swelling

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swelling

 [swel´ing]
1. transient abnormal enlargement of a body part or area not due to cell proliferation; see also edema. Called also tumefaction, tumescence, and turgescence.
cloudy swelling a term formerly used for an early stage of toxic degeneration of protein constituents of organs in infectious diseases, when the tissues appear swollen and opaque but revert to normal when the cause is removed.

swell·ing

(swel'ing),
1. An enlargement (for example, a protuberance or tumor).
See also: edema.
2. In embryology, a primordial elevation that develops into a fold, ridge, or prominence.
See also: edema.
3. Loosely used to describe the gross anatomic result of the inflammatory process, as in the swelling of glands or fractured extremities.
See also: edema.

swelling

/swell·ing/ (swel´ing)
1. transient abnormal enlargement of a body part or area not due to cell proliferation.
2. an eminence, or elevation.

cloudy swelling  an early stage of toxic degenerative changes, especially in protein constituents of organs in infectious diseases, in which the tissues appear swollen, parboiled, and opaque but revert to normal when the cause is removed.

swelling

(swĕl′ĭng)
n.
1. The state of being swollen.
2. Something swollen, especially an abnormally swollen body part or area.

swell·ing

(swel'ing)
1. An enlargement, e.g., a protuberance or tumor.
2. embryology A primordial elevation that develops into a fold, ridge, prominence, or process.

swell·ing

(swel'ing)
Loosely used to describe the gross anatomic result of the inflammatory process.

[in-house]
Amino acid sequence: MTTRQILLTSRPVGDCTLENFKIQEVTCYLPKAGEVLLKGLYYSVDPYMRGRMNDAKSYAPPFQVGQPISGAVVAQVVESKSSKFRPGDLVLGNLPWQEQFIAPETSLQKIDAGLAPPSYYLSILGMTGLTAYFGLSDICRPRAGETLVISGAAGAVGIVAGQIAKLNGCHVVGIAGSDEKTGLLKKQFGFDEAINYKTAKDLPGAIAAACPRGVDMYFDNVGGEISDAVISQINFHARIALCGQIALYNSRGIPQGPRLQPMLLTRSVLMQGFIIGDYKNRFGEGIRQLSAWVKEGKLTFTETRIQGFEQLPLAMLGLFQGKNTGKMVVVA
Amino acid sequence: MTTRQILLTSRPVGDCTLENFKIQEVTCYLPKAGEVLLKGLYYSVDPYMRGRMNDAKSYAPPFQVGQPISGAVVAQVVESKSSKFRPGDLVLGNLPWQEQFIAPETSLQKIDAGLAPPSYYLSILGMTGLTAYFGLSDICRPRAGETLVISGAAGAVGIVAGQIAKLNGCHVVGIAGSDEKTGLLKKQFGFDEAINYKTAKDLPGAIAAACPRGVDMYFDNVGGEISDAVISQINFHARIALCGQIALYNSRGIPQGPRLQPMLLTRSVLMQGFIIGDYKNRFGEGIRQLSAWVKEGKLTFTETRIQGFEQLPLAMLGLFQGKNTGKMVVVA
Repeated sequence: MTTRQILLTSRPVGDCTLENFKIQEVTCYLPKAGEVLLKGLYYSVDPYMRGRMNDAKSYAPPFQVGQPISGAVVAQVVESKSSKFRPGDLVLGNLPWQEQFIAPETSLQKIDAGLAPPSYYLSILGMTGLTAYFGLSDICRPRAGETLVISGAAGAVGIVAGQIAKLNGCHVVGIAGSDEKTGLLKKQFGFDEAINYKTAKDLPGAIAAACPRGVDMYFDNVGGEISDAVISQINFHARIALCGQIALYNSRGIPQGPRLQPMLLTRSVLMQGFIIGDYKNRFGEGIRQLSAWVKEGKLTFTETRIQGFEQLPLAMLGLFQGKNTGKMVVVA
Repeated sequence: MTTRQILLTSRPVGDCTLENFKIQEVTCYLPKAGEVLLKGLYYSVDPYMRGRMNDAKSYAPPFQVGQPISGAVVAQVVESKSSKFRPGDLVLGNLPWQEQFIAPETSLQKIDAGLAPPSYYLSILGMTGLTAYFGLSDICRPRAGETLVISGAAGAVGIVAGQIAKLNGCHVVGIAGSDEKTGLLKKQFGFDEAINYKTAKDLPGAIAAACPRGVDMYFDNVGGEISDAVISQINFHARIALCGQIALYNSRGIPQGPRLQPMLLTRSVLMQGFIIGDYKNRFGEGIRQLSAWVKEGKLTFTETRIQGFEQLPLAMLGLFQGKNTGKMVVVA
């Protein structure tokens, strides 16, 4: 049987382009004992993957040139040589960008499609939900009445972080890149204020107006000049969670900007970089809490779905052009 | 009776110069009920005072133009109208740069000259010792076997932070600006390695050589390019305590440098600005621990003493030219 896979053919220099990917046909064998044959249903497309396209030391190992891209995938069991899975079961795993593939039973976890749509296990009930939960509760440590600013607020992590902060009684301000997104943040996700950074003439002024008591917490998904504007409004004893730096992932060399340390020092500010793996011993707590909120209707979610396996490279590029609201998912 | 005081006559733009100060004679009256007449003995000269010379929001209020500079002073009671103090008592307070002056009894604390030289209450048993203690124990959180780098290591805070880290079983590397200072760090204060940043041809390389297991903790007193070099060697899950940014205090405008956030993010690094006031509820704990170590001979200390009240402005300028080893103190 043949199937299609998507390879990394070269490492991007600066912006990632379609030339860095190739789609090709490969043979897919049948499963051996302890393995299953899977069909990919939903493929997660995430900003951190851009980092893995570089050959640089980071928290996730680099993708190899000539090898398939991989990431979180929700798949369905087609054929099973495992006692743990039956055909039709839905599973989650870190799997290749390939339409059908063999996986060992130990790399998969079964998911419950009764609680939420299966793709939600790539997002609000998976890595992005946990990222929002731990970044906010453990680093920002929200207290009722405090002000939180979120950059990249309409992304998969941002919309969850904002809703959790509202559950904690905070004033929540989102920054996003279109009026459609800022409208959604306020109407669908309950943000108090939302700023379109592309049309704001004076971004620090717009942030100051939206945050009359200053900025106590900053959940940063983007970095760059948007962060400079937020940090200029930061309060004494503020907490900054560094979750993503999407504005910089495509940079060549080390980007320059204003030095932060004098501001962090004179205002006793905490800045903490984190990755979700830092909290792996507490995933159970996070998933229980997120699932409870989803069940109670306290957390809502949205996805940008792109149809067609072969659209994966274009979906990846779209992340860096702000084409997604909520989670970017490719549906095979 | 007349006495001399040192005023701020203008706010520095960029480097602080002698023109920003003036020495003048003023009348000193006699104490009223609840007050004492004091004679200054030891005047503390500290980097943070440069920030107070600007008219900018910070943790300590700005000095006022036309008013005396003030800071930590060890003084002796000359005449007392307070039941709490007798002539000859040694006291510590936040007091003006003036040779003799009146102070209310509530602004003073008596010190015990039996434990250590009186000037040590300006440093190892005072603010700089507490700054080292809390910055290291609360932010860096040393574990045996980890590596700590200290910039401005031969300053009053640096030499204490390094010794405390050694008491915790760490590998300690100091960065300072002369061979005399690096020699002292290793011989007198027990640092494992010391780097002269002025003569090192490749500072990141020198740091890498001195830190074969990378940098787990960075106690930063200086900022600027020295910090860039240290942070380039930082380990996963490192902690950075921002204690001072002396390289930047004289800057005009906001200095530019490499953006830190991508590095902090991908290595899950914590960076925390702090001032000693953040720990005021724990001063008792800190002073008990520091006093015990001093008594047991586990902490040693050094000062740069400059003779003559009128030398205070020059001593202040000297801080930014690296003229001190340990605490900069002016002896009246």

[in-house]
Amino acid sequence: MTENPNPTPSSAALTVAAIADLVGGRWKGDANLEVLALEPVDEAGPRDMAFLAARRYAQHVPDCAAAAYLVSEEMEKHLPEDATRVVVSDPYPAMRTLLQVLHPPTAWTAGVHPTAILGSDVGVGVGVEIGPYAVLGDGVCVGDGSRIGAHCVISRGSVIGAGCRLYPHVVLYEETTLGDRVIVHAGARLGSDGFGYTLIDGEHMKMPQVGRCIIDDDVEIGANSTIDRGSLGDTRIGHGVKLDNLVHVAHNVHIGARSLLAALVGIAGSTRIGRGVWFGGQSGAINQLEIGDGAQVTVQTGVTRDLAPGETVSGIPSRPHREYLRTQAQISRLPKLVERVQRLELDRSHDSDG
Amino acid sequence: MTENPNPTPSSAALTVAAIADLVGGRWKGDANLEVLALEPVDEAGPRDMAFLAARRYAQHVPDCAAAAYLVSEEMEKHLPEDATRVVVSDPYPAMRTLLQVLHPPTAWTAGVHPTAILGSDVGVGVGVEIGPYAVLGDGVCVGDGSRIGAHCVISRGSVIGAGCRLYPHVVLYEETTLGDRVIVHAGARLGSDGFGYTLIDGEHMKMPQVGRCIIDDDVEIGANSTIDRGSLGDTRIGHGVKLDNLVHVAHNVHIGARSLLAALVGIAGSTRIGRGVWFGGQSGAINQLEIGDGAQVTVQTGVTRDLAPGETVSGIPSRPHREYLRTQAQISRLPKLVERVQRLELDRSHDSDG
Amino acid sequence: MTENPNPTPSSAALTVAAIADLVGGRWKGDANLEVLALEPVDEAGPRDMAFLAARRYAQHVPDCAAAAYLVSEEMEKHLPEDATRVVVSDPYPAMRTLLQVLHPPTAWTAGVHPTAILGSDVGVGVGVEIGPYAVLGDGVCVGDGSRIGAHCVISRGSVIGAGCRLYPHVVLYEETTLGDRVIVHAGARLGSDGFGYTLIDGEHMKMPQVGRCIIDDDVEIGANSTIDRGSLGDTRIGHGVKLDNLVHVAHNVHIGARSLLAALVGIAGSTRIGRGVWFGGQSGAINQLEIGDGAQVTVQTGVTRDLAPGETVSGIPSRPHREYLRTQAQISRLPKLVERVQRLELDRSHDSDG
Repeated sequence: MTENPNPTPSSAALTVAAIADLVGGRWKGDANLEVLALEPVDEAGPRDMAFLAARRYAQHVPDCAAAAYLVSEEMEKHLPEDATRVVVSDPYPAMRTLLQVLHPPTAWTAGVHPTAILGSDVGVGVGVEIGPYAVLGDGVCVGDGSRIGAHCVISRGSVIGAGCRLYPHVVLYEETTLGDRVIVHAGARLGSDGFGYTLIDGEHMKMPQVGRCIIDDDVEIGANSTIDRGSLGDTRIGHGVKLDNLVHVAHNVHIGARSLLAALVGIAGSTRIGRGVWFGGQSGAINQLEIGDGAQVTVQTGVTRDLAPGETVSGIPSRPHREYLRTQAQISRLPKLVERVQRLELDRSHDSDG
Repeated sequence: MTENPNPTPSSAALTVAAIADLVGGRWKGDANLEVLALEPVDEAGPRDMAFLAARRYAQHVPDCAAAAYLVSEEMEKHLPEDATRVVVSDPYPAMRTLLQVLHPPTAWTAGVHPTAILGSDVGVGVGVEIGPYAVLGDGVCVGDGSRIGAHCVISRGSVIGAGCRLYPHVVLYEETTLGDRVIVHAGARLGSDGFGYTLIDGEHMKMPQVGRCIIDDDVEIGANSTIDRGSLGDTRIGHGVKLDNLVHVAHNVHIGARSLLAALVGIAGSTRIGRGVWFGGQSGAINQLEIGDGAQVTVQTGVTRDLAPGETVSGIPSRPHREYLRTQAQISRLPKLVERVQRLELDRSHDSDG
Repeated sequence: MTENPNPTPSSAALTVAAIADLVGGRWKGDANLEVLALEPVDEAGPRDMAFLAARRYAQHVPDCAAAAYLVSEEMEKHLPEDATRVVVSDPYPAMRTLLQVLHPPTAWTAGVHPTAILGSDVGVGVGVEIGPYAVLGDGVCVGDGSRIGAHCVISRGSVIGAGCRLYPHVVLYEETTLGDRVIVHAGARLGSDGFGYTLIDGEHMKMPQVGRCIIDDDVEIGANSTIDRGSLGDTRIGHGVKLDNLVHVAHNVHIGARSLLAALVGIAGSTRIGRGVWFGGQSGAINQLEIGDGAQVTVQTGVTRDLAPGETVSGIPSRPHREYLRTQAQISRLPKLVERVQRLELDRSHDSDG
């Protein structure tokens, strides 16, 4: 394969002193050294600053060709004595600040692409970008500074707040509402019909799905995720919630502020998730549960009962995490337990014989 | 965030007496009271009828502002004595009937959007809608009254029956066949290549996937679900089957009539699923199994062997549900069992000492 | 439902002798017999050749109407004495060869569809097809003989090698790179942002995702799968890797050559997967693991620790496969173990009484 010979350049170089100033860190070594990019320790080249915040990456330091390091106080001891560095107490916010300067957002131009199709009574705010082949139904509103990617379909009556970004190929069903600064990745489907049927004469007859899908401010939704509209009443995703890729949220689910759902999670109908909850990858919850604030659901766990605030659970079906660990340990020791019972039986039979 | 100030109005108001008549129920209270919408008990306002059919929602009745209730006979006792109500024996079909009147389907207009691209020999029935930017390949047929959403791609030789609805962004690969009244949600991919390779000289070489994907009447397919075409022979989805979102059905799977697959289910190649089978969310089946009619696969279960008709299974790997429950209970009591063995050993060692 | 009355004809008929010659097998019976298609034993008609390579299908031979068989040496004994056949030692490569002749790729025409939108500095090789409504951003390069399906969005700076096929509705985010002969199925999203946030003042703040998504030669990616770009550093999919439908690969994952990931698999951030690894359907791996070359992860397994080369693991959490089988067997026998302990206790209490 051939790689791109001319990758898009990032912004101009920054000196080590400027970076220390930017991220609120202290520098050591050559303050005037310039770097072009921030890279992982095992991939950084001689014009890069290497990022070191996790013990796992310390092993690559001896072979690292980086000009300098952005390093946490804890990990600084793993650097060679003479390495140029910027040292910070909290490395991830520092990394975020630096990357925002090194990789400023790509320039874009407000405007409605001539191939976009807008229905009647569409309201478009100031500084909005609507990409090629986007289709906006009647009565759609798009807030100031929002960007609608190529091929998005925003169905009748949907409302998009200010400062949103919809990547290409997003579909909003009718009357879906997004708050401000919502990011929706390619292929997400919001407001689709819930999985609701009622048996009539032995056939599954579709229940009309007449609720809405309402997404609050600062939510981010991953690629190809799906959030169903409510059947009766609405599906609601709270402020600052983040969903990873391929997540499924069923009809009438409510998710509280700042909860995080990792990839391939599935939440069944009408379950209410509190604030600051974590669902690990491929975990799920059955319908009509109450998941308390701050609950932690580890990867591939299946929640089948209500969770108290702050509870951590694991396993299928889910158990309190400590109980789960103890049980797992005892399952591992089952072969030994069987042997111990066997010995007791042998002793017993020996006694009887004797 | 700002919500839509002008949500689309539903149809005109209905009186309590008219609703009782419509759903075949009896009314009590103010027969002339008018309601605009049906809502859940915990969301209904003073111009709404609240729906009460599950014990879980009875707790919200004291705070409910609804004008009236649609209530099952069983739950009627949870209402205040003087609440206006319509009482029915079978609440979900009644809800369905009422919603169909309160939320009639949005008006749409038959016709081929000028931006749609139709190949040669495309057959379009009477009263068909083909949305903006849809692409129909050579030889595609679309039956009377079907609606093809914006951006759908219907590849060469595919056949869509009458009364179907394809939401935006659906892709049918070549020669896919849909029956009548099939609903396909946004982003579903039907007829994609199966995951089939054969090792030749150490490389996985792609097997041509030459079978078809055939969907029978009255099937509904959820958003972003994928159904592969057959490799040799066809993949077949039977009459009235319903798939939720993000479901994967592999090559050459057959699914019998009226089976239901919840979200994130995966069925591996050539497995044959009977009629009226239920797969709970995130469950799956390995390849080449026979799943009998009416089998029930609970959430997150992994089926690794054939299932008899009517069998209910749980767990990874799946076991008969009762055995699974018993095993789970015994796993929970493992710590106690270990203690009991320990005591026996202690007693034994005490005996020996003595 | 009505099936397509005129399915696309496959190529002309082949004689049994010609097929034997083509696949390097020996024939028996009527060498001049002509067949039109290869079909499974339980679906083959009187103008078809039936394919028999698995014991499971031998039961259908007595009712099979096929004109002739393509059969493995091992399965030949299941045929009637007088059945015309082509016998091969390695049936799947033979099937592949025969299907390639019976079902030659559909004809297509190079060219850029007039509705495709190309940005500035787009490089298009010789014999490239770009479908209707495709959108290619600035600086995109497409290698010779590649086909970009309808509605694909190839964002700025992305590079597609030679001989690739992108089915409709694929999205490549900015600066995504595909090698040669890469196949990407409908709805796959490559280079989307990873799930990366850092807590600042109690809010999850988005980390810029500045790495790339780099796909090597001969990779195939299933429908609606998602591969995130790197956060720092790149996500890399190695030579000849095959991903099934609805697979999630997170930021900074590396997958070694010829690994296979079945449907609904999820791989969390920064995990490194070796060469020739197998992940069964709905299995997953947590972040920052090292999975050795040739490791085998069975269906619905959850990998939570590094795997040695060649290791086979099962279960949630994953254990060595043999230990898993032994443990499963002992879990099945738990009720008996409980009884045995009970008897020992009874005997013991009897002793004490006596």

swelling,

n one of the cardinal signs of acute inflammation; caused by the exudation of fluid from the capillary vessels into the tissue.
swelling, familial intraosseous,

swelling

1. transient abnormal enlargement of a body part or area not due to cell proliferation.
2. an eminence, or elevation.

cloudy swelling
a term which has been discarded. It was used to describe an early stage of toxic degenerative changes, especially in protein constituents of organs in infectious diseases, in which the tissues appear swollen, parboiled and opaque but revert to normal when the cause is removed. Called also albuminoid, or albuminous, degeneration.
genital swelling, labioscrotal swelling
in the male embryo overlie the inguinal canal development; in the female shift anteriorly and, in most species, disappear before birth.
laryngeal swelling
eminences which develop lateral to the laryngotracheal groove in the embryo.
scrotal swelling
primordial scrotum.

Patient discussion about swelling

Q. How can we avoid swelling in the legs?

A. it really depends what the cause is- there are 219 different causes, not all of them have the same treatment..you will have to be more specific.
here is a site that helps me a lot, maybe you'll find it useful :)
http://www.wrongdiagnosis.com/sym/leg_swelling.htm

Q. What Causes ankle Swelling? My son woke up this morning with a red, swollen ankle. What could cause this situation?

A. A swollen and red ankle suggest either a traumatic injury to the joint or an infection in the joint, adjacent tissues or bones. This is an emergency and it is important to consult a doctor as soon as possible, especially if the joint loses its ability to perform movements in all directions.

Q. can flights cause swelling of the legs? is it normal? is it dangerous? i took a flight from London to N.Y.C a week ago and my ankles looked like two red blimps afterwards and it was painful walking on them later.

A. i think that you got acquainted with my old friend-"Economy class syndrome".. i got it while flying to Australia. this is not normal- this is what happens when a clot of blood forms in your veins (usually legs) and stops blood flow back to the heart. if you already have problems with blood coagulation - your Dr. should have told you to be careful while flying. if not- you got an early call and should check it out. CNN did a story on that, i found you a link:
http://www.cnn.com/SPECIALS/2001/ecsyndrome/index.html

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